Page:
HIGHFILL — Northwest Arkansas National Airport officials said Tuesday they’re getting more passenger complaints about a process they have no control over — long wait times on the ground once an aircraft lands and while it waits for ground crews to unload passengers and luggage.
“We’ve been receiving an increased number of customer complaints which means that, I assume, all of you will receive an increased number of customer complaints largely around the planes sitting on the tarmac for extended periods of time, 10, 20, 30 minutes,” said Andrew Branch, chief operating officer.
“People associate that with us.”
Branch said airport staff doesn’t handle aircraft on the ground, a service provided by airlines or third-party ground-handling companies the airlines use. Staff aren’t authorized or trained to move aircraft or to load and unload anything from them.
“We are not allowed to touch their planes,” Branch said.
The problem appears to be a shortage of ground crew personnel on the airline side, he said. With increased summer travel, he expects complaints to increase.
“If you’ve got enough crew to handle one flight, and you’ve got three flights landing, two planes are going to sit out there and wait for 30 minutes or an hour, and they’re going to blame the airport,” Branch said.
Aaron Burkes, airport CEO, said local airline managers’ hands are also often tied.
“Decisions on hiring and staffing allocations and things like that are made nationally,” Burkes said. “So, you get some frustration at the local level as well, but often times they are trying.”
Board Chairman Jim Krall of Siloam Springs urged Branch to take to social media to explain and clarify the situation. Krall said he was on an incoming flight recently that had to wait and the explanation given to passengers was vague.
Branch said staff are asking airlines to address the issue.
“Largely though, we’re powerless,” he said. “We cannot make the airlines maintain a level of service that we expect.”
Another incident this week involved a late-night, incoming flight diverting to Springfield, Mo., even though Northwest Arkansas National was still open and had a controller in the tower waiting for that particular flight to land, Branch said.
“We had a flight that was coming in at around 11:45 full of passengers,” Branch said.
The airport notified the airlines the runway would close at midnight to allow crews to do striping on the runway, Branch said.
“We were prepared to extend it, all they had to do was request an extension but it wasn’t needed, the plane showed up 15 minutes before. The runway was open. We had one of our guys in the tower watching and waiting for this flight to land so that we could start our work.”
Instead the pilot circled a couple of times and diverted to Springfield where the passengers spent the night.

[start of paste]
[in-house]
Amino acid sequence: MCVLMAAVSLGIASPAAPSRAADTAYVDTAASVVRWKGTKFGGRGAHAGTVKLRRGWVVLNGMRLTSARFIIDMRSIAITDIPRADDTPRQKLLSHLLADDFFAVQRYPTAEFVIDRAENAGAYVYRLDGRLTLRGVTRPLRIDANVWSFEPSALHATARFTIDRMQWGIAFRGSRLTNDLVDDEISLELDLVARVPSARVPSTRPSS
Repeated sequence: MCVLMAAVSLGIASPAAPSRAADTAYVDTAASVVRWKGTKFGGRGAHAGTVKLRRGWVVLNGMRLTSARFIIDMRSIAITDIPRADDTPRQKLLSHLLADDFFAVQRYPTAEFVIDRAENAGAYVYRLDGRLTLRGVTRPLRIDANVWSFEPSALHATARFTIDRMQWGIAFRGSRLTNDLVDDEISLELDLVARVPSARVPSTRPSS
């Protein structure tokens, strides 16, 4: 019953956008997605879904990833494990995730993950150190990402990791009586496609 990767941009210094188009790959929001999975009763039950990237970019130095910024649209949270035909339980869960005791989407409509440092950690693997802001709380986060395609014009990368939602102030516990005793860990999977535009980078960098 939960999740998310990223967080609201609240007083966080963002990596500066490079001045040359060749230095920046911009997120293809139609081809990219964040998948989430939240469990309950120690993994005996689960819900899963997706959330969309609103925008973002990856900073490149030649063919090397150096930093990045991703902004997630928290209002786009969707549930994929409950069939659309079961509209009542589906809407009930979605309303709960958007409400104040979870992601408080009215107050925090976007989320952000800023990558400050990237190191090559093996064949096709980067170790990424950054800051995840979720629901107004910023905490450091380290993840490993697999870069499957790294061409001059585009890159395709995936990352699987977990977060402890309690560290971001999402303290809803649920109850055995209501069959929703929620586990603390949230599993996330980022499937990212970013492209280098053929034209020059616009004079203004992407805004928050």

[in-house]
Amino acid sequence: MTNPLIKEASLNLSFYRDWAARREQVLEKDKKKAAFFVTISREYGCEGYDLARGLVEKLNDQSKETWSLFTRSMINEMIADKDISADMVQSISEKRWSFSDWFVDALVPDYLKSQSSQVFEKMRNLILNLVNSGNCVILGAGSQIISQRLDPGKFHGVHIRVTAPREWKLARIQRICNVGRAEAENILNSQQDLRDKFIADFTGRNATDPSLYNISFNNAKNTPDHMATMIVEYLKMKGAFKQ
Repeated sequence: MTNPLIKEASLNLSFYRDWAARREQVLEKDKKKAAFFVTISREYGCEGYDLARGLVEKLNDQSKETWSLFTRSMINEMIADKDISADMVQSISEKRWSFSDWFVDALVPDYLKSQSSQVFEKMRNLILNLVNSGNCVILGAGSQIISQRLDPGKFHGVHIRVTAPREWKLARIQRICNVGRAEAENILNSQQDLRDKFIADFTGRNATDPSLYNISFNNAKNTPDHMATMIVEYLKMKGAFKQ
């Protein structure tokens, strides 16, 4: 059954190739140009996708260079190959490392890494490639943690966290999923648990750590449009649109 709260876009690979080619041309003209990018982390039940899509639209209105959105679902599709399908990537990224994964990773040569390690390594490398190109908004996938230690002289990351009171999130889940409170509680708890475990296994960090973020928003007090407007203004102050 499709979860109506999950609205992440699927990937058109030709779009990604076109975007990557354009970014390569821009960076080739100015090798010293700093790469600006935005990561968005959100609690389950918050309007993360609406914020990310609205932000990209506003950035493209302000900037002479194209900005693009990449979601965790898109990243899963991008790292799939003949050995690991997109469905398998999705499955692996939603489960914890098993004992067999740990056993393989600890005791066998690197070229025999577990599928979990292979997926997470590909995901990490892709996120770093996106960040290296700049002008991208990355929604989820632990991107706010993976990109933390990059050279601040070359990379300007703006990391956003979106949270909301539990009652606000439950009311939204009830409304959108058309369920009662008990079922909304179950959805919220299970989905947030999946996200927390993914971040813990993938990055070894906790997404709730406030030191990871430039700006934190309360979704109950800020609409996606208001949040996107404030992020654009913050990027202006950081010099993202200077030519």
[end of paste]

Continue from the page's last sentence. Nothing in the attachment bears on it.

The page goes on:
Branch said the people he received complaints from were told the runway was closed.
“That’s absolutely 100% false. The runway was open and we were sitting there waiting for them to land,” Branch said. “But, we get blamed.”
Board members Mike Johnson of Fayetteville and Phil Phillips, who represents Benton County, asked whether the board should be looking into hiring an outside company specializing in baggage handling and ground crew work or even bringing the work in-house.
“Why would it not be a good thing that we try to negotiate with these major airlines that they reduce their cost to us and we employ our own crew to load and unload planes?” Phillips asked. “How much would that really cost us if we did that and then we have control of it?”
Branch said that would require hiring, and paying benefits to 100 or more additional employees and the airport probably couldn’t provide the service cheaper than the existing models.
“Obviously, they don’t pay us anything now and this would increase our costs to them considerably, and it very well could price out the Allegiant, Breeze and Frontier models,” Branch said. “We would have the same costs to everybody per passenger and it would be significant.”
Branch said a few airports do handle ground operations in-house, but neither the airlines nor the airports seem to like that arrangement.
“It’s going to be more expensive and problematic,” he said. “What it really comes down to is if airlines are going to increase their activity, they need to staff accordingly. We’ve told them that, but obviously they do what they want to do.”
The latest audit of Northwest Arkansas National Airport found no issues and said no bookkeeping adjustments are required. The airport has $49 milllion in cash and investments and revenues are up generally, according to Tim O’Donnell, chief financial officer. Parking revenue in particular is up $400,000 over what was expected in the budget.